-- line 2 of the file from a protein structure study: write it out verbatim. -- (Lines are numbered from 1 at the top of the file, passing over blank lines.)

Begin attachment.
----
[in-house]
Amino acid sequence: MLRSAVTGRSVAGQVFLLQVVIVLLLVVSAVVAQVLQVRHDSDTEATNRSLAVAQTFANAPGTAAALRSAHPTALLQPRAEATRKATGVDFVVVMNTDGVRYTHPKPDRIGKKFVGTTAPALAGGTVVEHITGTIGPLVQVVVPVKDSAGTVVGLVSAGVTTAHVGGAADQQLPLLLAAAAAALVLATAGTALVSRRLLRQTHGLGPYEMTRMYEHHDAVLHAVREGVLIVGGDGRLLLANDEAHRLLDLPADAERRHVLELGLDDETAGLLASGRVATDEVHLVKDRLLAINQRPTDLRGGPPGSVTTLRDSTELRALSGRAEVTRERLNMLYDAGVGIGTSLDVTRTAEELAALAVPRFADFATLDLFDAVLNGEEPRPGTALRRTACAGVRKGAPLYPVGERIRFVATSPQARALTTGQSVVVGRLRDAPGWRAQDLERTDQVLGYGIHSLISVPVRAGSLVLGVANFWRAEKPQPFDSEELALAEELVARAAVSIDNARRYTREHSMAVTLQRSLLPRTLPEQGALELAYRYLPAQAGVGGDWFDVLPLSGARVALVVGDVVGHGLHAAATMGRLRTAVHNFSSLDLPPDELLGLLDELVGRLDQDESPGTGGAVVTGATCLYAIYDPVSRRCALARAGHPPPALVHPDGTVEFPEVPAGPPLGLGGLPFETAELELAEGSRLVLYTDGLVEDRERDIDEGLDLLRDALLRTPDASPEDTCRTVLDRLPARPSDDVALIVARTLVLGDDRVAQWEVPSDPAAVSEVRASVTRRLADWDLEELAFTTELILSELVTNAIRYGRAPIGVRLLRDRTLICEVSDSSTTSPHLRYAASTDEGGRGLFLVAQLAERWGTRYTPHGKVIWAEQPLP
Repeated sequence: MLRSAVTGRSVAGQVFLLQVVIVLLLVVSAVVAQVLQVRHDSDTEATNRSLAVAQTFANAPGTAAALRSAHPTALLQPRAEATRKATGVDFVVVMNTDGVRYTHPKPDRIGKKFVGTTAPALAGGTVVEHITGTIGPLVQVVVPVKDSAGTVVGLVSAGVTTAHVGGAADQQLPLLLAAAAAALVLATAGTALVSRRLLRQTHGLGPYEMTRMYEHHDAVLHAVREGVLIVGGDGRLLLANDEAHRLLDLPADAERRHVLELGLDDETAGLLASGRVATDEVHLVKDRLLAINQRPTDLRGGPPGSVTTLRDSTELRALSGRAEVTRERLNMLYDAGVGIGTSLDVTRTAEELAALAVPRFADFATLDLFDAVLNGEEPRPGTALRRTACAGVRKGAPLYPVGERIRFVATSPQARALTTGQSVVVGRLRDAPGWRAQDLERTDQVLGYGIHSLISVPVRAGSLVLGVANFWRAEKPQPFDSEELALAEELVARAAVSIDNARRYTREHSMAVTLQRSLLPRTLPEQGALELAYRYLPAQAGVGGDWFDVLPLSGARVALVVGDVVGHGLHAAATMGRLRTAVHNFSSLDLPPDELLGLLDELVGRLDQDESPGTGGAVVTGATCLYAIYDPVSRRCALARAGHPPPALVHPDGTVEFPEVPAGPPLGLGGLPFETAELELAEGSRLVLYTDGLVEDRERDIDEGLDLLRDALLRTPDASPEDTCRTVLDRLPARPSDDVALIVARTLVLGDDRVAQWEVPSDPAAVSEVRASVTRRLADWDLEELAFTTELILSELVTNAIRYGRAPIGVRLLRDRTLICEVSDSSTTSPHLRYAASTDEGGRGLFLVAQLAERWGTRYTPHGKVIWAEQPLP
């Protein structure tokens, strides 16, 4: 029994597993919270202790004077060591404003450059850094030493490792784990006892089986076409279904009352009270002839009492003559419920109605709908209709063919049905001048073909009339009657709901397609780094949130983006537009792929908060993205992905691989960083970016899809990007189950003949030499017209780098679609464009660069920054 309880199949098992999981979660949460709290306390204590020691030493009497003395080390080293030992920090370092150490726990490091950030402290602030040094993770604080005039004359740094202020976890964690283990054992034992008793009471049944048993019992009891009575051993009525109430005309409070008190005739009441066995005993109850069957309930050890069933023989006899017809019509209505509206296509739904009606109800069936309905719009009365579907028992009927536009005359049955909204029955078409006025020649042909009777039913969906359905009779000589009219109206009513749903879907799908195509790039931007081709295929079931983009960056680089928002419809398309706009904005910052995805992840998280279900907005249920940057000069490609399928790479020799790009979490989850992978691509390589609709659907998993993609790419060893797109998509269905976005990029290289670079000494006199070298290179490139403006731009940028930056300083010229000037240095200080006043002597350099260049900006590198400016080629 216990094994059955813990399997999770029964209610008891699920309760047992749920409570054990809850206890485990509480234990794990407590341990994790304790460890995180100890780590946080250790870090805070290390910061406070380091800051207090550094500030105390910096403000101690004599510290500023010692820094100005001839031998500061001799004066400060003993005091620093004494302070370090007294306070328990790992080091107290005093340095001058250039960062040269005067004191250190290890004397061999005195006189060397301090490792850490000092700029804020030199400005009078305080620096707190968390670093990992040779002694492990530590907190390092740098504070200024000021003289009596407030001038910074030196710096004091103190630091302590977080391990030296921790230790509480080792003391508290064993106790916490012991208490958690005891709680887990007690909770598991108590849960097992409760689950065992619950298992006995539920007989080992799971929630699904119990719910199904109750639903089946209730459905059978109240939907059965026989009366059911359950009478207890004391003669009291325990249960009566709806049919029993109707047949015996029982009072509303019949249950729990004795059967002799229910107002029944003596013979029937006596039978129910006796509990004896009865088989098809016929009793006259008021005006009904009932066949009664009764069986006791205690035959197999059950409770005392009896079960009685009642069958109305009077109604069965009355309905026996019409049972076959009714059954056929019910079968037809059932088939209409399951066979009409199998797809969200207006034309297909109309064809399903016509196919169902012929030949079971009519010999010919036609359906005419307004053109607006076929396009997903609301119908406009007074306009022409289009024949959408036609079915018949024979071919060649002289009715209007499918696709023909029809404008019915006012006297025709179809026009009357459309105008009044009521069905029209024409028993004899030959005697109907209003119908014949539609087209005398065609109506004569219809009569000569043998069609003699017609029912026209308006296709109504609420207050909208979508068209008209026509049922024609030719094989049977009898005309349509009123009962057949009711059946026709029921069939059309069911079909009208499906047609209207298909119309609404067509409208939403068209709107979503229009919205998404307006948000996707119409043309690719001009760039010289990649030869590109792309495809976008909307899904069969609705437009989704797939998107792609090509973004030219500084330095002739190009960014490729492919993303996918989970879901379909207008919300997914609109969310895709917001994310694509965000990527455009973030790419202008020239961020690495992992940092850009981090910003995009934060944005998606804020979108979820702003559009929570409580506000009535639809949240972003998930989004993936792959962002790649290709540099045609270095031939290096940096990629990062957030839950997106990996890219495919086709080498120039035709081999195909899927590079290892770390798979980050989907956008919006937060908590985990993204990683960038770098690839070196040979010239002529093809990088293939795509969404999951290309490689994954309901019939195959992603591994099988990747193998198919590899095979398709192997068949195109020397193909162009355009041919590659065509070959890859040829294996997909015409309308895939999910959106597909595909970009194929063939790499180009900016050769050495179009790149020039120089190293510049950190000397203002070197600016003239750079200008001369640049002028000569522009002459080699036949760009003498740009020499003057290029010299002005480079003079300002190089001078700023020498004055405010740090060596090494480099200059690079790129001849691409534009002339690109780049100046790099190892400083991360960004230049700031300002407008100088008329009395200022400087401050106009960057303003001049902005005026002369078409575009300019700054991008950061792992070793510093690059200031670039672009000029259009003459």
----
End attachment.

Amino acid sequence: MLRSAVTGRSVAGQVFLLQVVIVLLLVVSAVVAQVLQVRHDSDTEATNRSLAVAQTFANAPGTAAALRSAHPTALLQPRAEATRKATGVDFVVVMNTDGVRYTHPKPDRIGKKFVGTTAPALAGGTVVEHITGTIGPLVQVVVPVKDSAGTVVGLVSAGVTTAHVGGAADQQLPLLLAAAAAALVLATAGTALVSRRLLRQTHGLGPYEMTRMYEHHDAVLHAVREGVLIVGGDGRLLLANDEAHRLLDLPADAERRHVLELGLDDETAGLLASGRVATDEVHLVKDRLLAINQRPTDLRGGPPGSVTTLRDSTELRALSGRAEVTRERLNMLYDAGVGIGTSLDVTRTAEELAALAVPRFADFATLDLFDAVLNGEEPRPGTALRRTACAGVRKGAPLYPVGERIRFVATSPQARALTTGQSVVVGRLRDAPGWRAQDLERTDQVLGYGIHSLISVPVRAGSLVLGVANFWRAEKPQPFDSEELALAEELVARAAVSIDNARRYTREHSMAVTLQRSLLPRTLPEQGALELAYRYLPAQAGVGGDWFDVLPLSGARVALVVGDVVGHGLHAAATMGRLRTAVHNFSSLDLPPDELLGLLDELVGRLDQDESPGTGGAVVTGATCLYAIYDPVSRRCALARAGHPPPALVHPDGTVEFPEVPAGPPLGLGGLPFETAELELAEGSRLVLYTDGLVEDRERDIDEGLDLLRDALLRTPDASPEDTCRTVLDRLPARPSDDVALIVARTLVLGDDRVAQWEVPSDPAAVSEVRASVTRRLADWDLEELAFTTELILSELVTNAIRYGRAPIGVRLLRDRTLICEVSDSSTTSPHLRYAASTDEGGRGLFLVAQLAERWGTRYTPHGKVIWAEQPLP